Drag and Drop Editable Lists: Tutorial for SwiftUI

Grow your SwiftUI List skills beyond the basics. Implement editing, moving, deletion and drag-and-drop support. Then, learn how custom views can support draggable content. By Bill Morefield.

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Lists show up everywhere in mobile apps and users expect to interact with their content in standard ways. SwiftUI’s lists offer a simple, ordered display of data with each item on a separate row. The List view handles much of the organization and structure for list data display on each platform, although as you’ll see throughout this tutorial, there’s still some work for you to do.

In this article, you’ll:

  • Use a SwiftUI List view to add the ability to edit a list to an app called Drag Todo.
  • Give the app drag-and-drop support by adding a custom class.
  • See the trade-offs and decisions you’ll need to make when you use both functionalities.
Note: This tutorial assumes you are familiar with the basics of SwiftUI List and ForEach views. New to SwiftUI? Start with SwiftUI: Getting Started, read the developer documentation for List and ForEach, then come back here.

Now, it’s time to jump in.

Getting Started

Use the Download Materials button at the top or bottom of this tutorial to download the starter project.

Build and run the Xcode project in the starter directory.

Drag Todo app after building and running the sample project

Open TodoItem.swift in the Models group. For this tutorial, the app starts with several pre-loaded TODO items, each consisting of a unique ID (not displayed), name, due date and completion status.

You’ll add new items with the Plus button at the top trailing edge of the app. Each item shows a circle you can tap to toggle the completion status. The app stores the TODO items in an array and doesn’t persist data.

ContentView is the main screen of Drag Todo. Open ContentView.swift in the Views group to examine its structure. You’ll see a NavigationView containing a VStack at the top level of the app. The app displays the TODO items within a List view.

The first section of the List is ActiveTodoView. Open ActiveTodoView.swift and you’ll see it contains header and footer views surrounding a ForEach loop.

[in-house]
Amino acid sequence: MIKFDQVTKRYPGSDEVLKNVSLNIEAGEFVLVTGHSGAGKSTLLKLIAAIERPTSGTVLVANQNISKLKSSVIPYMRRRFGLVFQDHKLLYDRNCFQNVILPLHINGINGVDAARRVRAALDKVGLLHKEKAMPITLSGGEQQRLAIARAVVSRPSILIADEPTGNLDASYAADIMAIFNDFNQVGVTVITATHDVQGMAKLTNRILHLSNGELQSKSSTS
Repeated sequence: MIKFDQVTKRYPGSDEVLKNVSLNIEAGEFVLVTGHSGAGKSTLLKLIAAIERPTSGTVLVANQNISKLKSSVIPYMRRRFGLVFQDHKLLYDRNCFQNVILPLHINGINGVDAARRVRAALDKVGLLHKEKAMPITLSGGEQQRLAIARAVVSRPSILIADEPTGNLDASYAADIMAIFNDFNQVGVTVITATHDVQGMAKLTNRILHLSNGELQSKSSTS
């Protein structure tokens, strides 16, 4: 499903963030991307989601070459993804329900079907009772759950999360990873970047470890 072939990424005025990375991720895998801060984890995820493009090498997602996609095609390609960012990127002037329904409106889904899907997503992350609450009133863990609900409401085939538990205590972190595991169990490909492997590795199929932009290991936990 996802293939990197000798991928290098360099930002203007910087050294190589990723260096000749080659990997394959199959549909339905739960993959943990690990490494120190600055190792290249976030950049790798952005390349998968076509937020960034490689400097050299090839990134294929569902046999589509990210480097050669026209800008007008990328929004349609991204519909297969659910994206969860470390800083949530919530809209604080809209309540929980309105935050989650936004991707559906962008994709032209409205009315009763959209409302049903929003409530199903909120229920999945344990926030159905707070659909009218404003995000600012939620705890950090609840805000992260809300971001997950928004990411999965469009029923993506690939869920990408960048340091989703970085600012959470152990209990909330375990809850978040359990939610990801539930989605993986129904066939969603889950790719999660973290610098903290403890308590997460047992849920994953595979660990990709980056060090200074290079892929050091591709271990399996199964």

Why use a ForEach inside a List? Not only does it give you more flexibility, but the editing features you’ll use in this tutorial require it.

You’ll also use two modifiers, onDelete(perform:) and onMove(perform:), that only work with a ForEach view and not the List view.

Understanding Data Flow in Drag Todo

Look through Drag Todo’s code and you’ll notice a class called TodoList. This is the object that manages the collection of TodoItems the user sees and interacts with.

Open TodoList.swift in the Models group and look at what’s happening inside.

The class itself conforms to ObservableObject, causing it to expose published events when @Published properties change. SwiftUI then uses this publisher to reflect the state in the UI.

AppMain.swift injects the TodoList.sampleData() instance into the view hierarchy via environmentObject(_:). Each view accesses the object by declaring a property with the same type using the @EnvironmentObject property wrapper.

TodoList has three main properties:

  1. items: A dictionary holding a reference to each TodoItem. You can access each reference easily via its identifier.
  2. activeItemIds: An array of identifiers representing active (incomplete) TodoItems. You’ll use the ordered array to reflect the contents of the Active section you’ll display in ContentView.
  3. completedItemIds: The same as activeItemIds, except it handles the items in the Completed section.

The rest of the class provides helper methods for accessing items, adding new items and updating an item’s completion state.